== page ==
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What are the 5 albums that have helped make you the person you are today? And why? 50 Cent - Get Rich or Die Trying Eminem – Eminem Show Drake – So Far Gone Lil Wayne – Carter 3 Kanye West – College Dropout Tell us about your current project. Are you working on new music? An EP or Album? I just dropped an EP, Nsibidi 2. It’s a project that goes deep into the history of Igbo People, highlighting the steep fall and philosophies of the tribe. It’s my 4th studio project since 2018. What’s next for you? I am planning to shoot a few videos to help promote Nsibidi 2. How can fans-to-be gain access to your music? I am the only Elveektor in the world so they can search, Elveektor on all digital platforms. Also, my handle across all social media platform is @elveektor, My email is elveektormusic@gmail.com.

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Frank Luna

Musician on the Move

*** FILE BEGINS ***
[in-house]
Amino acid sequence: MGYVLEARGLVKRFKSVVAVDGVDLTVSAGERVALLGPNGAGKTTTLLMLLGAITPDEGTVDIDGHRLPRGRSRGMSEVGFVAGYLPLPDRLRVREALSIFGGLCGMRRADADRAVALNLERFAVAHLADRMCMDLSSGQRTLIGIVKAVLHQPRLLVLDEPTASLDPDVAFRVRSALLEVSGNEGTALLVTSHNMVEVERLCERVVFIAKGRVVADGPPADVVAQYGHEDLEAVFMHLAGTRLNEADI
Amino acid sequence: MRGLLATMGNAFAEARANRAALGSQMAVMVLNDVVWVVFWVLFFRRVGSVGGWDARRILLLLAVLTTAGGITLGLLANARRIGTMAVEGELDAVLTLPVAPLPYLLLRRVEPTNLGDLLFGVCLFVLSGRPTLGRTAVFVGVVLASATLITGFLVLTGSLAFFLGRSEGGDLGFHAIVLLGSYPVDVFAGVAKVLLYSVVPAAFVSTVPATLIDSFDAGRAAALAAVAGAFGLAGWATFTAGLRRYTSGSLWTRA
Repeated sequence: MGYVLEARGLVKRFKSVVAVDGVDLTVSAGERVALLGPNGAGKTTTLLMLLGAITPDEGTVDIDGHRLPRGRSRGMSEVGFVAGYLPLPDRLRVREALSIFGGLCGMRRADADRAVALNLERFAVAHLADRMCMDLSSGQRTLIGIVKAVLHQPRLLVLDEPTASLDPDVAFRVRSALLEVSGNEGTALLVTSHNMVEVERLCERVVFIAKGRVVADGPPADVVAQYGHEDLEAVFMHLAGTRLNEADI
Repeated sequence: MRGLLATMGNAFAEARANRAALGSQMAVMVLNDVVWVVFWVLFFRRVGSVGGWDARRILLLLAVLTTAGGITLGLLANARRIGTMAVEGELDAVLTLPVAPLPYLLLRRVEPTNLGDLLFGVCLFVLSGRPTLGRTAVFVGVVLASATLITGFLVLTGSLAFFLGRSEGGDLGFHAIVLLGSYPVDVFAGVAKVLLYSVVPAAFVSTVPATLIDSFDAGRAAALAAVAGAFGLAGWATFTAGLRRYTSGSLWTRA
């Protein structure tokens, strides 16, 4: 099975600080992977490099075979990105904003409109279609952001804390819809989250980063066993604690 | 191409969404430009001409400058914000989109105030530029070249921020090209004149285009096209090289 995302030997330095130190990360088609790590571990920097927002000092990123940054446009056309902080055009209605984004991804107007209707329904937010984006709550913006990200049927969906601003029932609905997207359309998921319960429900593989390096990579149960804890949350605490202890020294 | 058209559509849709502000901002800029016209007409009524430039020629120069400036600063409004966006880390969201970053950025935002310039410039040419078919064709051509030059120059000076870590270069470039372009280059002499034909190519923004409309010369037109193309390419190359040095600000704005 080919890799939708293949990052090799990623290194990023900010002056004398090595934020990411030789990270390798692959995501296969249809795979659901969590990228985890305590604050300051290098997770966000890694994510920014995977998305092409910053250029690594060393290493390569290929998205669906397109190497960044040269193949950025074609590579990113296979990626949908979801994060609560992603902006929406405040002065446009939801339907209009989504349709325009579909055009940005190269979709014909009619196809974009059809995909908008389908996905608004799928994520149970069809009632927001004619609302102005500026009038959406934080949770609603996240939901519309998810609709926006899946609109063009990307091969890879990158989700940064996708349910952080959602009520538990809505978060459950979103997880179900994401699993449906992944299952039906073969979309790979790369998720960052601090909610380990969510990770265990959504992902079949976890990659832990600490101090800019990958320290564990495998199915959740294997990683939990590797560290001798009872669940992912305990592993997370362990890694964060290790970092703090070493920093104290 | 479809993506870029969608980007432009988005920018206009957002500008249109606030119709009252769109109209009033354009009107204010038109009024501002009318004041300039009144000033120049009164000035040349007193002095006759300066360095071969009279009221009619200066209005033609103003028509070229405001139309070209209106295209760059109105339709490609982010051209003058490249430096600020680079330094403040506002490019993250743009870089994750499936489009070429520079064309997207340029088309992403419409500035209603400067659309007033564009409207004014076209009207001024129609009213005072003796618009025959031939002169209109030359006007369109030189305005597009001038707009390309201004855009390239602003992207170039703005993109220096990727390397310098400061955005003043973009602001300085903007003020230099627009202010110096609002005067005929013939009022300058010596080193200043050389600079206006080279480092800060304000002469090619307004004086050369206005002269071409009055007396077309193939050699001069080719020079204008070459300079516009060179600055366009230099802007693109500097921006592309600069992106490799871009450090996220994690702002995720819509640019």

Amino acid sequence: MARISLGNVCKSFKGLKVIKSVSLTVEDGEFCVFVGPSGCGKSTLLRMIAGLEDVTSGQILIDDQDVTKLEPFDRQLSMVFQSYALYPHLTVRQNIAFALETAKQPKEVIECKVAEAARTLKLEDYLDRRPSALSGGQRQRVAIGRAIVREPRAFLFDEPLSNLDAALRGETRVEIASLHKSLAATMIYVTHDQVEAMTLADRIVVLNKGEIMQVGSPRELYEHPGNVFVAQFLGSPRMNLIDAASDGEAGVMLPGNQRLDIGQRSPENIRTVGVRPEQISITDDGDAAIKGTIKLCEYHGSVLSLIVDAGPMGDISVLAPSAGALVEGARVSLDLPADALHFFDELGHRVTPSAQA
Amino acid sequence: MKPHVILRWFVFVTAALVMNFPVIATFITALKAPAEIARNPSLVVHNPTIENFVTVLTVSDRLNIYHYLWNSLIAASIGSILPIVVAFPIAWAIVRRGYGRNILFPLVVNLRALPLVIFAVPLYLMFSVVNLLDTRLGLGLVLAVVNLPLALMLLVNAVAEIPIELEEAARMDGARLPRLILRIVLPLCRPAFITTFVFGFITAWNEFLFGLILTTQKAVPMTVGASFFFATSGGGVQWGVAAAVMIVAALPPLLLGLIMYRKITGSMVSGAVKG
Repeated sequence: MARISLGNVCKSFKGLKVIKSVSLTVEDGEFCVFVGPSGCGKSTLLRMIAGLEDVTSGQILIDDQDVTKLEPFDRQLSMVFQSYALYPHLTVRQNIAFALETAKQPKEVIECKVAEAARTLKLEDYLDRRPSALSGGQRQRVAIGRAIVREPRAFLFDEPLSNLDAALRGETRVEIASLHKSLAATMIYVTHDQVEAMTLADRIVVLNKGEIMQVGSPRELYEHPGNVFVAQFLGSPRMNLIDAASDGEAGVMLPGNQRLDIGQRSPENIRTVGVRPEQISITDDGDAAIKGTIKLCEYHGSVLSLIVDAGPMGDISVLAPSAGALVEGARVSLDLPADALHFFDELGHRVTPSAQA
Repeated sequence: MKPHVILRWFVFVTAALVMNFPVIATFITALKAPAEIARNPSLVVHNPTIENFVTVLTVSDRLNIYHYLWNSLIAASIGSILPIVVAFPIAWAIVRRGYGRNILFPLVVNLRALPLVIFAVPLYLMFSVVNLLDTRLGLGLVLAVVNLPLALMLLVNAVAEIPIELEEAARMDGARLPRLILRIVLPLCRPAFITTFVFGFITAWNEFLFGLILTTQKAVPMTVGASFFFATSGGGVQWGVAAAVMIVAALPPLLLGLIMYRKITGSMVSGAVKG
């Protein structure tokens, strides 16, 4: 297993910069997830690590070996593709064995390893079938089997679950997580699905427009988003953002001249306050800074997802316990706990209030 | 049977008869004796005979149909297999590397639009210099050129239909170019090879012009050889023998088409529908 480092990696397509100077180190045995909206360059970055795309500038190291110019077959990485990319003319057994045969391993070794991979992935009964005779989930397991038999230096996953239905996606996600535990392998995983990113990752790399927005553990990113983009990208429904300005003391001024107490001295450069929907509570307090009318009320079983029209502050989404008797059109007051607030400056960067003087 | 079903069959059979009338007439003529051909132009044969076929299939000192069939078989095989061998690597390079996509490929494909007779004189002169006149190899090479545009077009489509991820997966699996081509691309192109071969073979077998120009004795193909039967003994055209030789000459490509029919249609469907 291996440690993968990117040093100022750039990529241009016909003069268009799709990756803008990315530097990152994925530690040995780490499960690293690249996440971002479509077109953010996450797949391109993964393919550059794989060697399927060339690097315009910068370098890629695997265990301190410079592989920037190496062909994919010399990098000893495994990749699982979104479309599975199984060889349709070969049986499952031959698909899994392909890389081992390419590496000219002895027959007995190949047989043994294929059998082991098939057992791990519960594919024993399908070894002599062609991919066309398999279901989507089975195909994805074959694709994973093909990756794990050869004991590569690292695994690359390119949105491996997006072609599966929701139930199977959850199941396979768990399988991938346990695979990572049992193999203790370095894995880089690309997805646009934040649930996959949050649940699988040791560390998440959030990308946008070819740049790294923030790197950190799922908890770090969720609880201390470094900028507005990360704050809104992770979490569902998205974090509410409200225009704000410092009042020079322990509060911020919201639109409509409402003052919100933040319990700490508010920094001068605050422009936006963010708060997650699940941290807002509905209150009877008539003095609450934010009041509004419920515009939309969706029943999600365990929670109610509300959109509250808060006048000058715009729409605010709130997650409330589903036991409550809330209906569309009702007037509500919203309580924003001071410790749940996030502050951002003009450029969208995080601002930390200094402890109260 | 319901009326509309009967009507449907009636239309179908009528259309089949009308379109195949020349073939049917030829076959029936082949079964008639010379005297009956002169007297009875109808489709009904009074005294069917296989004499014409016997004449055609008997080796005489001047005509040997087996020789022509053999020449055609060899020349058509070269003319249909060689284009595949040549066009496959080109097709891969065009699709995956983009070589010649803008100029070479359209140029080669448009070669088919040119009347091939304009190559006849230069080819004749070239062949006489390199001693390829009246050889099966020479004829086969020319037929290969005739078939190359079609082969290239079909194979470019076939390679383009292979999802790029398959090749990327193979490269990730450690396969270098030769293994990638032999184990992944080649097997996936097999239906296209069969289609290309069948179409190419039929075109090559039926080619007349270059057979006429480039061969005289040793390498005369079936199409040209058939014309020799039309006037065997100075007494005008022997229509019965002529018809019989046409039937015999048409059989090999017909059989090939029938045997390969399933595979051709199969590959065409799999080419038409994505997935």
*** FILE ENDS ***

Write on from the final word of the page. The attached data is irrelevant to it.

When did you first get into music? My family has always been pretty musical. Ever since I was very little my dad would always have music playing throughout the day or would be playing some tunes on his guitar. When I finally got old enough, he eventually began to teach me a little bit of guitar. Over time I started noticing and playing the bass lines more, and got good at playing with my fingers. My dad noticed this and got me my first bass. From that point on I learned every bass line I could and that only made my love for music explode. What inspired you to pursue a career in music? Well, the short answer is that I love to play! I love the whole concept of getting together with other musicians, who each know their unique part, and making some incredible music. After a while, playing an hour a day in the school band wasn’t enough, so I did my best to put together a few bands, but most of them didn’t last more than a week. Eventually, I found my way into a band with Bailey Elora, Candy for Breakfast, which was the first band I ever performed with. After that first performance, I got addicted to performing, and that addiction pushed me to where I am today! How would you describe the music that you create? I am absolutely confident that there is no one way to simply explain my music taste other than “diverse.” In my band, Sunrise Daydream, I play stuff that ranges from heavy rock to some lighter alternative. On the other side of the spectrum, I just finished a tour with the Denver Young Artists Orchestra, where I got to play some of the most powerful orchestral pieces I’ve ever heard. I’ve spent days